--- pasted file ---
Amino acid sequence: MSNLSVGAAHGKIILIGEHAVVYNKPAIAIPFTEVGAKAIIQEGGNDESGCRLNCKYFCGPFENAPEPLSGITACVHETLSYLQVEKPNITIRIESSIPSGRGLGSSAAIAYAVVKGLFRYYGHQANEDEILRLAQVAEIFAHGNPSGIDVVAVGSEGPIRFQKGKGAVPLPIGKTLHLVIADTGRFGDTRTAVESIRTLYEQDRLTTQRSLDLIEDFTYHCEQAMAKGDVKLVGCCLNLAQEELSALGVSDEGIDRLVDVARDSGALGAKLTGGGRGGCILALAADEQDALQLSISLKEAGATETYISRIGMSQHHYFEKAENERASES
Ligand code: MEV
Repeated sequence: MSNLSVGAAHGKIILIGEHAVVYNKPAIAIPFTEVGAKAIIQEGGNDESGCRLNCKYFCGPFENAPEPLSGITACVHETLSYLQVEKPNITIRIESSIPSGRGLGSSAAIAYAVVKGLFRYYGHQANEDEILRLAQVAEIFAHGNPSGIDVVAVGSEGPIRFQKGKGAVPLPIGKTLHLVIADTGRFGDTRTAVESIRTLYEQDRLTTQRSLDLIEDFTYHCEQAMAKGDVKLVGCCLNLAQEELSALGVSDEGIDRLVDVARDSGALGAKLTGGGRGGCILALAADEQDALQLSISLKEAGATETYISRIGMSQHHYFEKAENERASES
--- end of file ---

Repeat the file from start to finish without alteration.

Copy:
Amino acid sequence: MSNLSVGAAHGKIILIGEHAVVYNKPAIAIPFTEVGAKAIIQEGGNDESGCRLNCKYFCGPFENAPEPLSGITACVHETLSYLQVEKPNITIRIESSIPSGRGLGSSAAIAYAVVKGLFRYYGHQANEDEILRLAQVAEIFAHGNPSGIDVVAVGSEGPIRFQKGKGAVPLPIGKTLHLVIADTGRFGDTRTAVESIRTLYEQDRLTTQRSLDLIEDFTYHCEQAMAKGDVKLVGCCLNLAQEELSALGVSDEGIDRLVDVARDSGALGAKLTGGGRGGCILALAADEQDALQLSISLKEAGATETYISRIGMSQHHYFEKAENERASES
Ligand code: MEV
Repeated sequence: MSNLSVGAAHGKIILIGEHAVVYNKPAIAIPFTEVGAKAIIQEGGNDESGCRLNCKYFCGPFENAPEPLSGITACVHETLSYLQVEKPNITIRIESSIPSGRGLGSSAAIAYAVVKGLFRYYGHQANEDEILRLAQVAEIFAHGNPSGIDVVAVGSEGPIRFQKGKGAVPLPIGKTLHLVIADTGRFGDTRTAVESIRTLYEQDRLTTQRSLDLIEDFTYHCEQAMAKGDVKLVGCCLNLAQEELSALGVSDEGIDRLVDVARDSGALGAKLTGGGRGGCILALAADEQDALQLSISLKEAGATETYISRIGMSQHHYFEKAENERASES